howdy valentine…i wish i could quit you

Hi There, Pardner! I wish I could quit you.

Valentine’s Day was always troubling for me as a gay grade schooler.

I was expected to share giggly little messages of love with my classmates—that is, of course, girl classmates.

The messages were corny puns and all about the boy-meets-girl romances of the 1950s and ’60s.

It was indeed a confusing exercise in futility.

I have wondered what it would have been like to hand a valentine to a boy I had liked back then, or even now in this brave new world where children are supported by loving parents who encourage them to express their feelings.

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los angeles transformations: bruce of la


This biographical introduction was commissioned by Antinous Press for their 2008 hardcover volume Bruce of Los Angeles: Inside/Outside. It was intended to accompany the brief intro by New Yorker columnist Vince Aletti. Unfortunately, the publication became too unwieldy and my piece was cut at the eleventh hour for space.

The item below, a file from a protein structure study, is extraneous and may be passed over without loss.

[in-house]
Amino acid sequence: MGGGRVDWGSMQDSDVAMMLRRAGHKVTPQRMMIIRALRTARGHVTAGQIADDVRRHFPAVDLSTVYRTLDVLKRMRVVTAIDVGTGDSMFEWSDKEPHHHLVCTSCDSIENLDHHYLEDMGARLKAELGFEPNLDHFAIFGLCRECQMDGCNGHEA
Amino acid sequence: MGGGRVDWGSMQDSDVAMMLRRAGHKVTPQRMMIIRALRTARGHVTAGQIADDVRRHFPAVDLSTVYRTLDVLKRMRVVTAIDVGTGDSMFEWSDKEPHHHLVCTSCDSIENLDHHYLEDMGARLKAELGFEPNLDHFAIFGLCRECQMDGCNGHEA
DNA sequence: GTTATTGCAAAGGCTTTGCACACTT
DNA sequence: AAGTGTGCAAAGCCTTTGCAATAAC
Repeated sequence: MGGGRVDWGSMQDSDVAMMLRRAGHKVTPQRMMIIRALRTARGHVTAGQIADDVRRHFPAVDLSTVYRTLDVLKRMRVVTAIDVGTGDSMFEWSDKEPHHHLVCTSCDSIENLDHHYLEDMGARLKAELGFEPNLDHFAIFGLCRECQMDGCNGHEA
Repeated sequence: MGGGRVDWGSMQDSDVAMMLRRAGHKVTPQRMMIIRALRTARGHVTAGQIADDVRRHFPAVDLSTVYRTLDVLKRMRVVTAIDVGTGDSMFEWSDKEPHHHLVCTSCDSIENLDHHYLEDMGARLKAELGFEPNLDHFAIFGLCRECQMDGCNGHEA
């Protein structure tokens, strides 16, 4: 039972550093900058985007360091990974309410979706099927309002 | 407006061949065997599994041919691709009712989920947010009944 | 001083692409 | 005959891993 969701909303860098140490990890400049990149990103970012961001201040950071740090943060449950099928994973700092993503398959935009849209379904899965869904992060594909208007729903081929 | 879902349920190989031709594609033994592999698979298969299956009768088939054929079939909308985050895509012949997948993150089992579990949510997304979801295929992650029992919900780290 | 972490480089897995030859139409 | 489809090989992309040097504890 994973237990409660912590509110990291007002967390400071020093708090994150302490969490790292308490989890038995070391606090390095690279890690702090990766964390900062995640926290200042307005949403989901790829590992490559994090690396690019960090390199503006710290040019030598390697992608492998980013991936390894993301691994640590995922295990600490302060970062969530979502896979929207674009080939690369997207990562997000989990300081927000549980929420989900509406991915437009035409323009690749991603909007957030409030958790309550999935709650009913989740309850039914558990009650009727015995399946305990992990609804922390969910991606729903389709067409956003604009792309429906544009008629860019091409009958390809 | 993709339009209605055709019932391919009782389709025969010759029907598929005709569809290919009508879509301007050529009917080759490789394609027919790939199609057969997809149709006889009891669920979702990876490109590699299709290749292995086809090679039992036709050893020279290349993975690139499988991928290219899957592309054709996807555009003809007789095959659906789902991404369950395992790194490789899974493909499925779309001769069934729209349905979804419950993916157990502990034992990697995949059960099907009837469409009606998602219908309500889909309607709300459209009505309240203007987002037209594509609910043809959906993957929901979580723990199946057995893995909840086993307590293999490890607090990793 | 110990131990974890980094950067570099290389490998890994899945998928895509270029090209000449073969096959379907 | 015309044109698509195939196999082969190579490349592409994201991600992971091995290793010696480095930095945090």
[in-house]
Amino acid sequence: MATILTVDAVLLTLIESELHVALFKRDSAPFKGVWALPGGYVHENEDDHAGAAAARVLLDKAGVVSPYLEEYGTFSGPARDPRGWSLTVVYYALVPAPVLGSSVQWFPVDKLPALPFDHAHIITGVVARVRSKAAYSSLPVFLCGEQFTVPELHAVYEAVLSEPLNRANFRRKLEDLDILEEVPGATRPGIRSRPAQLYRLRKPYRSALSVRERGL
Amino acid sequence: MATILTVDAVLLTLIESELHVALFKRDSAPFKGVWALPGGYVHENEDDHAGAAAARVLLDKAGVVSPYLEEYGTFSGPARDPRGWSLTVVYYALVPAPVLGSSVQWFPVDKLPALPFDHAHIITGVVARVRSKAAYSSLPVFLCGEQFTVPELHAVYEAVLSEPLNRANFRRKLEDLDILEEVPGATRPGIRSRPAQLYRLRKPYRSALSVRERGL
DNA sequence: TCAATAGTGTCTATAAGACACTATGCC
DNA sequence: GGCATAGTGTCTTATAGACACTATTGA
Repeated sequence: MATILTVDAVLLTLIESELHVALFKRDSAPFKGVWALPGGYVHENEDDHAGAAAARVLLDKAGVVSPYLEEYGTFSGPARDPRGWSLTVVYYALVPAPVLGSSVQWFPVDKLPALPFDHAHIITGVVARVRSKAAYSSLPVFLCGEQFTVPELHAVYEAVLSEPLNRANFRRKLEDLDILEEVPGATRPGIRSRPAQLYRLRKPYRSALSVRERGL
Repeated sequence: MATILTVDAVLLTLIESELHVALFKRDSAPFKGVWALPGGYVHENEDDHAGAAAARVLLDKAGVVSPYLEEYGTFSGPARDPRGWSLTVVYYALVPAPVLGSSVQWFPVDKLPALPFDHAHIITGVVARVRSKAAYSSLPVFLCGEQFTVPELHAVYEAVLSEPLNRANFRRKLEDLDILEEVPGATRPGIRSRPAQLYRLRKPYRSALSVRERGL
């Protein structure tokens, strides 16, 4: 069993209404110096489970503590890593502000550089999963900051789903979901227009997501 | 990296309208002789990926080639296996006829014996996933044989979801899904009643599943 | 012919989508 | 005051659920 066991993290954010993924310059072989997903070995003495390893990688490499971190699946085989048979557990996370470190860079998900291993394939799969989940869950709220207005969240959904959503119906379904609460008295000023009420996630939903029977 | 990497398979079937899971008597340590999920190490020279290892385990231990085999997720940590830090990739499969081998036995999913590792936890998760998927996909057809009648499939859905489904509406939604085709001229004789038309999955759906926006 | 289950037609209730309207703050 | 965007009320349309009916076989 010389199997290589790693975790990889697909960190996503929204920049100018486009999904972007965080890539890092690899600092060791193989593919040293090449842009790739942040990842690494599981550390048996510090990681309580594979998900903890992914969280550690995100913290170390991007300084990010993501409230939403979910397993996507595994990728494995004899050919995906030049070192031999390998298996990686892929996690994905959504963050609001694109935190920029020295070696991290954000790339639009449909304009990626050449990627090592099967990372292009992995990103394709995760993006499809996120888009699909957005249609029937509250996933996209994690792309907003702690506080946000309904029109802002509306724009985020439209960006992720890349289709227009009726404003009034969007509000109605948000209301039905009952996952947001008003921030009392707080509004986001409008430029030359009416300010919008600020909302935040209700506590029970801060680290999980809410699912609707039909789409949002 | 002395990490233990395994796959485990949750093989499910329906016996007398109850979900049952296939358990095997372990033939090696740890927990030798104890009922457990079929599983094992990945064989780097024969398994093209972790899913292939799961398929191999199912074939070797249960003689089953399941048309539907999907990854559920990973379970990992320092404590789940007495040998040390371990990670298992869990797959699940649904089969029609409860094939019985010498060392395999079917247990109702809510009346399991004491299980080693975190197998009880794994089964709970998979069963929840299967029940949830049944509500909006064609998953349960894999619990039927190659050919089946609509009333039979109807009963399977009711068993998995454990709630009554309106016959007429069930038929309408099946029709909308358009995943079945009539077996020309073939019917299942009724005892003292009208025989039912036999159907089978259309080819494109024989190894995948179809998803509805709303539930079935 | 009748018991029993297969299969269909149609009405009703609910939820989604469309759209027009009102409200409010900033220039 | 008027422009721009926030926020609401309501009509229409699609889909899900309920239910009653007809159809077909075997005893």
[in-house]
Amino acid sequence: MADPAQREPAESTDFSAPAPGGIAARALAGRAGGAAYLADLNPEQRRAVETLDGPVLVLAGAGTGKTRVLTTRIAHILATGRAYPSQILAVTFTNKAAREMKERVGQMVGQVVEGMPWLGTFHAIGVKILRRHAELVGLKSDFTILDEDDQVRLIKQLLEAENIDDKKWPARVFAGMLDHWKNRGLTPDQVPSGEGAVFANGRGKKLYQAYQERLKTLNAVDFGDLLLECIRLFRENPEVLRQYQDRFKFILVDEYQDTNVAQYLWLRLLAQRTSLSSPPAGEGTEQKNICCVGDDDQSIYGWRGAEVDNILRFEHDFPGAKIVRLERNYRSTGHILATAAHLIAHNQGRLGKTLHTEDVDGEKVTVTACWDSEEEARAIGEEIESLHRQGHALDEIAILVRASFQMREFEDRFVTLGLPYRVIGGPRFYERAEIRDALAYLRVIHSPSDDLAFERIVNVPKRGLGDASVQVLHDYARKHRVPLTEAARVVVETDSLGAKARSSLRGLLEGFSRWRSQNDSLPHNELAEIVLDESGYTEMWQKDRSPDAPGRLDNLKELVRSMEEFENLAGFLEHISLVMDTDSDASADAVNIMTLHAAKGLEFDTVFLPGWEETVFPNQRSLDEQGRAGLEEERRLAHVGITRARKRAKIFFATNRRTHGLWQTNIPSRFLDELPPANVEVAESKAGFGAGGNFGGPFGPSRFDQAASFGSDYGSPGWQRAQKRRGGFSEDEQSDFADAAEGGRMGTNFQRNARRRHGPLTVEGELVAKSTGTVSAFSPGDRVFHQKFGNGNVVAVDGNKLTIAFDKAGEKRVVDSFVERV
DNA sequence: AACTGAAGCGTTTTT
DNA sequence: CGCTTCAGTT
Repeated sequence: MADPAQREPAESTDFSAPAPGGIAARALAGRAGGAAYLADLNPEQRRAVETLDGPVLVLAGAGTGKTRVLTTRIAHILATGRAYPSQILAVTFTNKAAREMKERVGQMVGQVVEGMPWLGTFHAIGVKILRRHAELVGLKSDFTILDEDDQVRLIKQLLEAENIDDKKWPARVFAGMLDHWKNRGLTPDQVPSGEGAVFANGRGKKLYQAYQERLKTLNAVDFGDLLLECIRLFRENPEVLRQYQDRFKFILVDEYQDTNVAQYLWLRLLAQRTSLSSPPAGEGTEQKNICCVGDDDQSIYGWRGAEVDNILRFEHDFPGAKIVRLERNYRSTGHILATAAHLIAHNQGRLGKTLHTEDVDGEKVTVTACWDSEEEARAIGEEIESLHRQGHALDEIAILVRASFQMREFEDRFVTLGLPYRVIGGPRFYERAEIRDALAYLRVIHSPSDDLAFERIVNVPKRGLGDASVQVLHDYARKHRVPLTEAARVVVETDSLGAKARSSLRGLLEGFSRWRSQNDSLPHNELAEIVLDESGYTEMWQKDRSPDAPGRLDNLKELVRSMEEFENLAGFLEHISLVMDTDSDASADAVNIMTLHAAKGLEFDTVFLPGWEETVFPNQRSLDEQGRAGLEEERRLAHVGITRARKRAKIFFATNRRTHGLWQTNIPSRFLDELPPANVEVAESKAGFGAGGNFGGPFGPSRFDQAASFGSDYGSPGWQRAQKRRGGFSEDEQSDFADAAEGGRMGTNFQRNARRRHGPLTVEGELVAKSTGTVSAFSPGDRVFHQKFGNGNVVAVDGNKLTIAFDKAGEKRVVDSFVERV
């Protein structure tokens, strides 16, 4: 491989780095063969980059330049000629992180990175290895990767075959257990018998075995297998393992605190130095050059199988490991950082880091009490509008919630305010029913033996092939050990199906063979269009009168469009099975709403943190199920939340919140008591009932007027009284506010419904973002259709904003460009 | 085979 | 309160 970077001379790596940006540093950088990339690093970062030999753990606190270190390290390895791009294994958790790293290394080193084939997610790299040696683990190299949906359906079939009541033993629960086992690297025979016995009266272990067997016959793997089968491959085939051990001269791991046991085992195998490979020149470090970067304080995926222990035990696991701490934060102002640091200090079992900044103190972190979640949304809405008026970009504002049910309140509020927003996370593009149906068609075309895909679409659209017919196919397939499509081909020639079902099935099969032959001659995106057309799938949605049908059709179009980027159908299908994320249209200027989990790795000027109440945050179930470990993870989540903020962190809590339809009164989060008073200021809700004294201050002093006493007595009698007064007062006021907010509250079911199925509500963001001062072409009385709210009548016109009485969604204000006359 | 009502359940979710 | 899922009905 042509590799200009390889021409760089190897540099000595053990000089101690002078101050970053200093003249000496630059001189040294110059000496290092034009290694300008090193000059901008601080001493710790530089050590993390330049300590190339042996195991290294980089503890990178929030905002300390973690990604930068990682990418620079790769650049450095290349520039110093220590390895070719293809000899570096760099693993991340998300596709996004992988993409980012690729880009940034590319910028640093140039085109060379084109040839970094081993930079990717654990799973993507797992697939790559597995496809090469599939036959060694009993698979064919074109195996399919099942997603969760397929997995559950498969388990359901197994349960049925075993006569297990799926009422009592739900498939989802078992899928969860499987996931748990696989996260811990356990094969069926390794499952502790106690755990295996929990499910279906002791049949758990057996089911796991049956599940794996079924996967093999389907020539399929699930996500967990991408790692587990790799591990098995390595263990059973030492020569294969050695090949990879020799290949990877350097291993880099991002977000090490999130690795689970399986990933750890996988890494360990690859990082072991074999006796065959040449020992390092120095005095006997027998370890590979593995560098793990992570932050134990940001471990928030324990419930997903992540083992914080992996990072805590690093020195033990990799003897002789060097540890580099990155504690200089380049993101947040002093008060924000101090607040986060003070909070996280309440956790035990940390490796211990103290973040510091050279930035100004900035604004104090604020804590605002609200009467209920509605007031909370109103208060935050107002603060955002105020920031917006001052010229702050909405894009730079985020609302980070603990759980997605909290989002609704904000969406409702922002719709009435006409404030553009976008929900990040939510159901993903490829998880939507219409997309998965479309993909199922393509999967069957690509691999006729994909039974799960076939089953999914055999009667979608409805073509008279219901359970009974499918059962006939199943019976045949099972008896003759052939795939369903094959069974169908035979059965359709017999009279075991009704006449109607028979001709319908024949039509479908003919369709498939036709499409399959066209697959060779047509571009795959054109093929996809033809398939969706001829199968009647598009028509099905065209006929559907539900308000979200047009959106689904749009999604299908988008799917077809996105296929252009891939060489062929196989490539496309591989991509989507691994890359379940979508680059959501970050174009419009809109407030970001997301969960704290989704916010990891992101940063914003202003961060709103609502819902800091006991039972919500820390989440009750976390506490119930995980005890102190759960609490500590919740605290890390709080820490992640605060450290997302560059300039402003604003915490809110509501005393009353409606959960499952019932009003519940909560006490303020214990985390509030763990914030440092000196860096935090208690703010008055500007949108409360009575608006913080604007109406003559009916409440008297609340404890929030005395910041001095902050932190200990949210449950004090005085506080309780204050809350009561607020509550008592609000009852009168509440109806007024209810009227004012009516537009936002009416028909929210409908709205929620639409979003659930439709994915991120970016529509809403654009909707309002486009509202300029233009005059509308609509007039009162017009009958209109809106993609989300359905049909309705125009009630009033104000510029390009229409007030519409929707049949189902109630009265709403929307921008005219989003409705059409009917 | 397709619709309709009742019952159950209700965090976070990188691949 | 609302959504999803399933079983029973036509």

Los Angeles Transformations:
Bruce Harry Bellas, 1919-1974

In the first half of the Twentieth Century most of Los Angeles California’s population was from somewhere else. Between 1910 and 1950, a booming economy, social freedom and the entertainment industry made Los Angeles the true “land of opportunity” for more than a million new residents. Hollywood in particular was a place where one could completely transform oneself. Through the magic of the camera, chorus girls became sophisticates, jocks became gladiators, cowboys became legends, and farm boys became notorious. So in the late 1940s, when Nebraska high school teacher and amateur shutterbug Bruce Bellas lost his teaching job, he too went to Los Angeles.

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